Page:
A snowstorm delays four friends on their journey from Brighton to Lewes. While they wait for the storm to clear, Harry Valency tells his friends about his adventures as a soldier during the Greek revolution.
Desperate to prove himself as a worthy fighter, Harry is wounded during a Turkish ambush. But having proved his bravery, he is saved by Constantine who recounts the tragic story of his sister Euphrasia while they wait for help.
‘Euphrasia’ (1838) is one of many classic short stories by the English writer Mary Shelley and will delight fans of her best-selling novel ‘Frankenstein; or, The Modern Prometheus’ (1818).
Mary Shelley (1797–1851) was an English author and travel writer best known for her ground-breaking Gothic novel ‘Frankenstein’ (1818). Considered one of the first true works of science-fiction, the book became an instant bestseller and continues to influence filmmakers, writers, and popular culture to this day, inspiring and terrifying new audiences across the globe.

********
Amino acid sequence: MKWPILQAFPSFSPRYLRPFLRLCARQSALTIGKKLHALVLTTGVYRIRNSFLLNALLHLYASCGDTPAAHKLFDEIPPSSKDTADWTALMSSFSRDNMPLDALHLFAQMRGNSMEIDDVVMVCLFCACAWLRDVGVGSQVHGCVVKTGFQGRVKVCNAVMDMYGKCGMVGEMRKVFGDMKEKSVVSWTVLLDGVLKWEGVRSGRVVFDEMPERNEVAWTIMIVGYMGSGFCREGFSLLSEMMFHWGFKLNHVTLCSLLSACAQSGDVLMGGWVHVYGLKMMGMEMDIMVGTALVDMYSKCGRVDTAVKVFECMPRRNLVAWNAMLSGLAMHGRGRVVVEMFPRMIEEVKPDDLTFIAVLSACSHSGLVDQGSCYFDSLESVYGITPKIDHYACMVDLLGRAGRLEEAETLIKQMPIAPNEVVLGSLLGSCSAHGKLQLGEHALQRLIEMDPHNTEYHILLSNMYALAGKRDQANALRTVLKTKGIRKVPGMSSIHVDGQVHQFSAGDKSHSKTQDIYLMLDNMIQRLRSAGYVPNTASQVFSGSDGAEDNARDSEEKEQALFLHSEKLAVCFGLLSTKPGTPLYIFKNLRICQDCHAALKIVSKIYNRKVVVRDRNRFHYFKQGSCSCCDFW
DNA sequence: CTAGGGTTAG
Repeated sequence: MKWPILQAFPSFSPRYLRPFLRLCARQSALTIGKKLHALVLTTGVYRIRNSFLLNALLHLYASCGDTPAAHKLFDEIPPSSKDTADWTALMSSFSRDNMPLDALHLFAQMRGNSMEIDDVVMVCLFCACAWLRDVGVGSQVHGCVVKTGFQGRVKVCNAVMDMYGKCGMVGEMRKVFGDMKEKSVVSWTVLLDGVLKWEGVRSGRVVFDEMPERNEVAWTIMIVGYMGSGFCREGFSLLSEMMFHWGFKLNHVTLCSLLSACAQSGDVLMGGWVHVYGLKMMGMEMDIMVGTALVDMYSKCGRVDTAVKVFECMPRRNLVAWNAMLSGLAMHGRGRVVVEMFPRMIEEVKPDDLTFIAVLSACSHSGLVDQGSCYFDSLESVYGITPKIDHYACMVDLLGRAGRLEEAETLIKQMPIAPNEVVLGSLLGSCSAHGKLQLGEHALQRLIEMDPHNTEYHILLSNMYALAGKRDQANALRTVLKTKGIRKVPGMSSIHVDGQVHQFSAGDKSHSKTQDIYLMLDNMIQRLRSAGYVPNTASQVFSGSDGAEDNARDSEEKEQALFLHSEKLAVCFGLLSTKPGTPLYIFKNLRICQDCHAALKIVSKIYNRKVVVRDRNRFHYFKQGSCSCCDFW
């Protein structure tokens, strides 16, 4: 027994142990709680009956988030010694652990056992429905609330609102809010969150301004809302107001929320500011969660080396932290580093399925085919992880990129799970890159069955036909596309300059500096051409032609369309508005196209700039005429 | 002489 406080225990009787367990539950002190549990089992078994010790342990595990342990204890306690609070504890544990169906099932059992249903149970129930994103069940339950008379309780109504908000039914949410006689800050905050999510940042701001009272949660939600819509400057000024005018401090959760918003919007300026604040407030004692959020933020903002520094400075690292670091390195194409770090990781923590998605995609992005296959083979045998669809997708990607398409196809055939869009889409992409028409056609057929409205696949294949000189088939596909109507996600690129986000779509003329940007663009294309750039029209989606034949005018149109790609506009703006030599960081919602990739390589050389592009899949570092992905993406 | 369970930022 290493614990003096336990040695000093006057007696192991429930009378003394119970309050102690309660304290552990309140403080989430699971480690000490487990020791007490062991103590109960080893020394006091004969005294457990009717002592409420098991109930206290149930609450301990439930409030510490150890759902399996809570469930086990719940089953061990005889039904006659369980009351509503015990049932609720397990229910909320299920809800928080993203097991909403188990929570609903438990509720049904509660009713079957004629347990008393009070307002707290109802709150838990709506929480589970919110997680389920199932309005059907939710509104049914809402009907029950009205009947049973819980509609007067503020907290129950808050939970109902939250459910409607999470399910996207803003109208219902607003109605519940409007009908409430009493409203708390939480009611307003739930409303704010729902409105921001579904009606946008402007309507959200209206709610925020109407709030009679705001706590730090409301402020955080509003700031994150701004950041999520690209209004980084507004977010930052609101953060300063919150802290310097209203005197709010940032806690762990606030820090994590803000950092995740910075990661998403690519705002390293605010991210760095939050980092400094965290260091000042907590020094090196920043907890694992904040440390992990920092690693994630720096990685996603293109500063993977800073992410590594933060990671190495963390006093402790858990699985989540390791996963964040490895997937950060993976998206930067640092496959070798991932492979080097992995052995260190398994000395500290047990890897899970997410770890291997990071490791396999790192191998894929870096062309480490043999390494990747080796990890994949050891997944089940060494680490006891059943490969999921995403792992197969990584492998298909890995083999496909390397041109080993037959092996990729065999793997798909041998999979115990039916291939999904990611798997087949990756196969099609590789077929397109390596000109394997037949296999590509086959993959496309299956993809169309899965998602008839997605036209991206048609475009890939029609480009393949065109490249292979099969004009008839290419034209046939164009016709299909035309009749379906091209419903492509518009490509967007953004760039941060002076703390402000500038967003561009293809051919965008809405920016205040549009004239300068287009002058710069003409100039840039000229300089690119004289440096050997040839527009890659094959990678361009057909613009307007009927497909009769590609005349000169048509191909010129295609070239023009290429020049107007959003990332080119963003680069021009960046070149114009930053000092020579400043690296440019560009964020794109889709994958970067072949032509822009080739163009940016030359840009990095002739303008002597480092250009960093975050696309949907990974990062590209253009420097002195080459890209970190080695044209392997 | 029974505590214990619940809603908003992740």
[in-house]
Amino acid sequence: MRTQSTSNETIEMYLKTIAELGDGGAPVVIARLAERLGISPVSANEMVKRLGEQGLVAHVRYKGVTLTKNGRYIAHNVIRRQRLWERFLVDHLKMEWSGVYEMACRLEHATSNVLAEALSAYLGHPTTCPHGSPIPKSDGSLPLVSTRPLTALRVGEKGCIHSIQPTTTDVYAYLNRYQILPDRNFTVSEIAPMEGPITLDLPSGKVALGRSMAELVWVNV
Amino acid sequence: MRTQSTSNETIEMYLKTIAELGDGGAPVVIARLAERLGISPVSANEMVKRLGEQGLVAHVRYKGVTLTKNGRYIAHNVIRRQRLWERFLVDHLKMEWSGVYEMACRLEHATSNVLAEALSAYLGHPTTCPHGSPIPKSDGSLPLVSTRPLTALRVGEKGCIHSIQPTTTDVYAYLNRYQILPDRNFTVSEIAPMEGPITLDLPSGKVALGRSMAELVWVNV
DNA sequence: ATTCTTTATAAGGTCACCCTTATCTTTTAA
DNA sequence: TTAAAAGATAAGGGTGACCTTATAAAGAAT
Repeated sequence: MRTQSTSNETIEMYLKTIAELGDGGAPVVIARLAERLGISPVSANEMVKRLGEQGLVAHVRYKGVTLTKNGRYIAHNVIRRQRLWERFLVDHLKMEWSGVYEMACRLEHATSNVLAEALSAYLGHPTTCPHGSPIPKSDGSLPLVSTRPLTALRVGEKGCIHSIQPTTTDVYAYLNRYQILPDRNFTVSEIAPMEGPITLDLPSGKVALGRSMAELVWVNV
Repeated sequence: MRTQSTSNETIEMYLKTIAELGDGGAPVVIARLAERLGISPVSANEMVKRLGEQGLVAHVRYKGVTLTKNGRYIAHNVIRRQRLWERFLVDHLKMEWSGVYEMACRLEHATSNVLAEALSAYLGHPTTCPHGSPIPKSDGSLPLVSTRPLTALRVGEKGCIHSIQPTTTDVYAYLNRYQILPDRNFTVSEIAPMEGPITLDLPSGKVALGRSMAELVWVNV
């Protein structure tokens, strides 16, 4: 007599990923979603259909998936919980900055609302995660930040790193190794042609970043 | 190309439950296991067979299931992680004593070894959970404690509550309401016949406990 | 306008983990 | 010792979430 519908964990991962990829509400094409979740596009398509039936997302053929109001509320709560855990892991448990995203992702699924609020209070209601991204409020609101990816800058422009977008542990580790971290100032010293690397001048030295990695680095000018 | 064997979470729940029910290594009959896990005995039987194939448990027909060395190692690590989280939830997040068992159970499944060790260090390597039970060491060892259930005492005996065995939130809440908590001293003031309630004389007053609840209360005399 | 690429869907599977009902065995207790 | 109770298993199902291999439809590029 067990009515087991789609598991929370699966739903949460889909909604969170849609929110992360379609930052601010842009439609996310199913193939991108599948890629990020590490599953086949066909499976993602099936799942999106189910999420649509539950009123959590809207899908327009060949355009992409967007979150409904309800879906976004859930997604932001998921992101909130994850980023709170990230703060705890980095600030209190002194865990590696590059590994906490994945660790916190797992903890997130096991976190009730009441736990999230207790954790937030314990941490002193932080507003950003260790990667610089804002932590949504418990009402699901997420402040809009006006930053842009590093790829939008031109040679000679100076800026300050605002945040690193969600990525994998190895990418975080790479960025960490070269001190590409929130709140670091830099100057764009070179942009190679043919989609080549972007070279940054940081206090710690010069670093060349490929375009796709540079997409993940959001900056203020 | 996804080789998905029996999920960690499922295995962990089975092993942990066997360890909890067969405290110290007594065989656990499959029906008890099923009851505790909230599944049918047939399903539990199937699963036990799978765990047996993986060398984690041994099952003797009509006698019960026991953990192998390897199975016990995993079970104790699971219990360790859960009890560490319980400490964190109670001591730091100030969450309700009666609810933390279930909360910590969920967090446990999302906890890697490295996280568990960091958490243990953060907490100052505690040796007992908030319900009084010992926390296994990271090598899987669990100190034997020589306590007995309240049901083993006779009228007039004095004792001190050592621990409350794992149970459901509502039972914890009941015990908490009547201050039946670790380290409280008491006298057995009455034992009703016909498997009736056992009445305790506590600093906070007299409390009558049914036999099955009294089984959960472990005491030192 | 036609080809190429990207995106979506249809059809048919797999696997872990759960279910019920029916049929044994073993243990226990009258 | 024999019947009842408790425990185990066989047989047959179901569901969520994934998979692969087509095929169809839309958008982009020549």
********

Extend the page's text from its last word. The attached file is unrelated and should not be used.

It has been adapted for TV, stage, and film on many occasions, with Boris Karloff famously playing Frankenstein’s monster on screen in 1933. Other adaptations include ‘Mary Shelley's Frankenstein’ (1994) starring Kenneth Branagh and Robert De Niro and ‘Viktor Frankenstein’ (2015) starring Daniel Radcliffe and James McAvoy.
Shelley’s other novels include ´Valperga´ (1823), ´The Last Man´ (1826), ´Perkin Warbeck´ (1830), ´Lodore´ (1835), ´Falkner´ (1837), and the posthumously published ´Mathilde´ (1959). However, she will always be remembered as the creator of ´Frankenstein´.